Re: Web credibility community


Thank you for the interest. Attached is the technical report version.

@Greg: Thanks for sharing a copy of your review. I've only had chance to skim read it so far (there is always a sigh of relief when I see that someone in a similar area has discussed similar concepts and referenced the same people/studies as me), however I have printed it off so that I can have a more detailed look over the next couple of days.

@Connie: I definitely think that there is room for a more broad review of credibility assessment. With research normally focusing in on one specific user group, it would be interesting to take a wider, cross-discipline look and pick out similarities/contrasts for working towards more formal definitions throughout the area. I've found that most studies don't report definitions at all due to the subjectivity of credibility (even the attached falls into this trap). I'm very keen to discuss further!


From: Owen Ambur <>
Sent: 27 September 2018 15:40
To: 'Greg Mcverry'
Cc:; Brian Nosek
Subject: RE: Web credibility community

Greg, thanks for sharing your draft paper.  Here are some points that are of particular interest to me:

… lack of quality control and the ineffectiveness of traditional strategies to evaluate an online text.

… a framework of critical evaluation based on a theory of Connected Learning

… evaluate assessment instruments used by researchers

… move beyond theoretical models of reading that emphasize meaning making as a solitary act but  a cultural act … driven by intentions and a shared purpose.

… understand how truth is shape by our goals, interests, and peers.

… design learning spaces that are openly networked around a shared purpose where critical evaluation is learned through interest driven, academically focused and production based learning.

I strongly agree on the need to move beyond “traditional strategies,” theories and “frameworks” and begin to focus on explicitly documented intentions and shared purposes.

Viewed through the lens of my biases, each of your points highlights the importance of sharing our values, goals, and objectives in an open, standard, machine-readable format like Strategy Markup Language (StratML).

When the domain propagates through the DNS, I look forward to learning whether it might make a significant contribution by facilitating the development of services enabling the indexing, discovery, and analysis of about me/us/them statements published on the Web in StratML format.

Owen Ambur

Chair, StratML<> Working Group

Co-Chair Emeritus, CoP<>

Webmaster, FIRM<>

Profile<> on LinkedIn | Personal Home Page<>

From: Greg Mcverry <>
Sent: Thursday, September 27, 2018 6:08 AM
To: Ashley Williams <>
Subject: Re: Web credibility community

Wow awesome. Here is a draft of an unsubmitted lit review I did.

It is more k12 students and web credibility rather than technological solutions to peer review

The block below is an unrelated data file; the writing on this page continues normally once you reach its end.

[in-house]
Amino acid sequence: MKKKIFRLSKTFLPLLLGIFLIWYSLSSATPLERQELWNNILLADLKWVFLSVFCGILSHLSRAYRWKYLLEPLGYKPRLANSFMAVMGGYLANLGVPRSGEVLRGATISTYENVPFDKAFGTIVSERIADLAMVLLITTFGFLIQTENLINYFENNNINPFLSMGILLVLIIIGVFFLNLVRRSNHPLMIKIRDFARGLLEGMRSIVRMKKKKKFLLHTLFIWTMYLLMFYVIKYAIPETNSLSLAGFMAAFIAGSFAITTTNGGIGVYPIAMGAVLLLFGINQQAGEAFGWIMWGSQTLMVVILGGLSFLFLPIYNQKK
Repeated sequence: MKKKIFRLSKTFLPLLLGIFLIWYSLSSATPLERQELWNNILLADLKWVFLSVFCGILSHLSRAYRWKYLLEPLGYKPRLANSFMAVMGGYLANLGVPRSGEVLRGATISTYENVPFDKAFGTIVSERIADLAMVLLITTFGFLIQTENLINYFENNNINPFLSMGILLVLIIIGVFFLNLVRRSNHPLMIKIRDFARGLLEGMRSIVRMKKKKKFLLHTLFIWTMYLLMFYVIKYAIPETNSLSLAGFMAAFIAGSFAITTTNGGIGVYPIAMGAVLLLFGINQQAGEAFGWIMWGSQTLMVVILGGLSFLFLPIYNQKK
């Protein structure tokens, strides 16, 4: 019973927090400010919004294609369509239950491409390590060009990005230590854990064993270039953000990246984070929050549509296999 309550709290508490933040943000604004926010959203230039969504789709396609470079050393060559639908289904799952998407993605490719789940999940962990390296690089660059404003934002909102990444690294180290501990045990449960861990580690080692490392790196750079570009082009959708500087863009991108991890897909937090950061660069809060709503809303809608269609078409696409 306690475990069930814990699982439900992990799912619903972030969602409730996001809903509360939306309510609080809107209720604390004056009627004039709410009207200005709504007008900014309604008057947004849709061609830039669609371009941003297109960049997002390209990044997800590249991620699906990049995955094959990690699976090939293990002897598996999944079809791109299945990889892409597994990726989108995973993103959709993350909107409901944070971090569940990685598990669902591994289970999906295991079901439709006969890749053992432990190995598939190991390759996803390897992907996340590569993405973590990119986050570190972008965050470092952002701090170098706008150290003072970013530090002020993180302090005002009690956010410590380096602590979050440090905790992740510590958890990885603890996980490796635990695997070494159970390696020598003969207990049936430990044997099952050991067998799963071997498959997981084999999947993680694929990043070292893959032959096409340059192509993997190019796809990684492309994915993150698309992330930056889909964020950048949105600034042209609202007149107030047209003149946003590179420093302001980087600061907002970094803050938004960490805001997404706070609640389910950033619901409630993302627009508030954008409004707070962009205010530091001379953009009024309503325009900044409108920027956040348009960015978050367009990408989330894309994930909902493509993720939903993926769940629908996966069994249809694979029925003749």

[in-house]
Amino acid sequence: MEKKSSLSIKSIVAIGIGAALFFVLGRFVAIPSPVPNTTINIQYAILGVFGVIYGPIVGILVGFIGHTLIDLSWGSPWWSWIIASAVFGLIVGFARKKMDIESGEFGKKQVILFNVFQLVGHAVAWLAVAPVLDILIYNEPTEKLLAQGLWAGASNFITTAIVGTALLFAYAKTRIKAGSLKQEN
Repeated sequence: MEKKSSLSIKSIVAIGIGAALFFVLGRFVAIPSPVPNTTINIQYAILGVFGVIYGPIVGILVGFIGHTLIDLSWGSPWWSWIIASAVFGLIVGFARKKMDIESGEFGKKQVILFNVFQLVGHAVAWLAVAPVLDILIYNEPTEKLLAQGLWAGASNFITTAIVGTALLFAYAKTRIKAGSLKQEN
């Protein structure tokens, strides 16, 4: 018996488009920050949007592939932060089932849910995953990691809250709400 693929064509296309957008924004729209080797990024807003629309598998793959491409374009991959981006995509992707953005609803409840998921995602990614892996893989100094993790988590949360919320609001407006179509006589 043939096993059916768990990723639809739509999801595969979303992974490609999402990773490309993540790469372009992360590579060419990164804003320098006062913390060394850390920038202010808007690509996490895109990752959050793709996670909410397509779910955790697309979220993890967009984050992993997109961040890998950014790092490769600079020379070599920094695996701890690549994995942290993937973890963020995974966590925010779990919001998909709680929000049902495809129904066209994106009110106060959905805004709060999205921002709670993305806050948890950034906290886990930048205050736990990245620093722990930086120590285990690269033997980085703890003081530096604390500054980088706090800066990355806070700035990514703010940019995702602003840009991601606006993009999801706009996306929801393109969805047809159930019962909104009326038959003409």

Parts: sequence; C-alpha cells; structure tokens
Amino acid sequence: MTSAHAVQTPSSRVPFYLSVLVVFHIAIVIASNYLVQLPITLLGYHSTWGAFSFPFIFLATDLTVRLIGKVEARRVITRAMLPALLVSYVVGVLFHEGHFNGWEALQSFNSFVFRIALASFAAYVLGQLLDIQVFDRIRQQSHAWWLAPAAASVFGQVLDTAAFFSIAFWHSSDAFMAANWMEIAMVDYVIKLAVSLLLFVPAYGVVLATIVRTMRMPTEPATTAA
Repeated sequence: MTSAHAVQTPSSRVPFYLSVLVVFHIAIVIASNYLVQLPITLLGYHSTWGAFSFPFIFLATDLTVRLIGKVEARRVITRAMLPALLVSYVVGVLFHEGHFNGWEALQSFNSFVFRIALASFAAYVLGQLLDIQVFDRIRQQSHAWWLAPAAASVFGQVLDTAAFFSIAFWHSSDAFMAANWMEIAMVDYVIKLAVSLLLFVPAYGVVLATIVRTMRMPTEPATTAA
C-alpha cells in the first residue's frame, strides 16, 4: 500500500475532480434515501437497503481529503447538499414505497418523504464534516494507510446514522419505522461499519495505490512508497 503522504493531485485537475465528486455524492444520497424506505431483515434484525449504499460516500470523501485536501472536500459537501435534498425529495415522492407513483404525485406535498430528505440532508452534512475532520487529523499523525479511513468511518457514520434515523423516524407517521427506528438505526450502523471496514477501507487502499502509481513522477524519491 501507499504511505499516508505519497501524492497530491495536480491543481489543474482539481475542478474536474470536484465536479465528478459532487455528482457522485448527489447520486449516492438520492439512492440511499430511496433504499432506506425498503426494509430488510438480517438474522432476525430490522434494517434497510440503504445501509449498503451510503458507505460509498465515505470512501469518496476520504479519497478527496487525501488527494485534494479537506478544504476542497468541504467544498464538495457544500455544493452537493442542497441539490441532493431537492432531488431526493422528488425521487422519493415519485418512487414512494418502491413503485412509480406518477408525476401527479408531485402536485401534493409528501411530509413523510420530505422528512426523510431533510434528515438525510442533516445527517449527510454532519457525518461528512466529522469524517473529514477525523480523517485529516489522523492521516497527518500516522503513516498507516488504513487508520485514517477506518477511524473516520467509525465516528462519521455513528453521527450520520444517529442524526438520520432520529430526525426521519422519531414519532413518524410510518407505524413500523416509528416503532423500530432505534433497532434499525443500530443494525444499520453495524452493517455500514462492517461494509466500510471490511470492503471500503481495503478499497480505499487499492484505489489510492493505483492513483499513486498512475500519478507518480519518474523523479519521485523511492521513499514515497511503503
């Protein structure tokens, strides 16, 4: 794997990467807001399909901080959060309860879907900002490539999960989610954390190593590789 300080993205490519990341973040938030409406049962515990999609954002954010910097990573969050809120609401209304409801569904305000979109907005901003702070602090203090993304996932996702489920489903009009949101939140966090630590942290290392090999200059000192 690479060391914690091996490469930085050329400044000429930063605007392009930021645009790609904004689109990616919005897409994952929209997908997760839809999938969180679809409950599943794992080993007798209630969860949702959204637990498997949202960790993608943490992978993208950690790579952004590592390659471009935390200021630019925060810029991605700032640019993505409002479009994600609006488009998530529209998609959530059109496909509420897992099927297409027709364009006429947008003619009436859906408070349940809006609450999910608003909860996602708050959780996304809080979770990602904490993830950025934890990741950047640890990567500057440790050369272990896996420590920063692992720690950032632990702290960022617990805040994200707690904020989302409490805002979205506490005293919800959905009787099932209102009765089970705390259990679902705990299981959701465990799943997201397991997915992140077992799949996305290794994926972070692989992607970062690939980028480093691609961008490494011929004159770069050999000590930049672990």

I will throw it up my blog with a CC license for others to remix.

Keep meaning to submit somewhere, someday but will be open peer reviewed publication so being in the wild won't matter.

As a tenured professor making the commitment to open access only publishing is easier but I do encourage you to share a "working draft" for community feedback.

On Thu, Sep 27, 2018, 3:09 AM Ashley Williams <<>> wrote:


I'm a close-to-completion PhD student undertaking a software engineering research project that relates to web credibility. My particular focus is on developing a set of software tools, together with methodology and theory, for (semi-) automatically identifying credible online content. A particular application of the tools would be supporting grey literature reviews and multi-vocal literature reviews e.g. to identify more credible content to be used by (software) practitioners in their decision-making and by (software engineering) researchers in their research. I recently signed up to the web credibility group, and have reviewed the Google Doc.

I notice in the Google Doc that a proposal was made to conduct a literature review. I thought you would be interested to know that I have undertaken a literature review of credibility, and it has been submitted for peer-reviewed publication. If you are interested in the details I can share a technical report or similar. The particulars of the review may not be relevant, but the discussion around the concept of credibility may be of value and could provide some useful citations etc.

I’ve some other thoughts relating to the Google Document too, and I can raise them in due course.

On a separate matter, I accidentally signed myself up on behalf of my institution when in fact my registration should have been for an individual. How could I go about amending that?



Received on Tuesday, 2 October 2018 04:38:24 UTC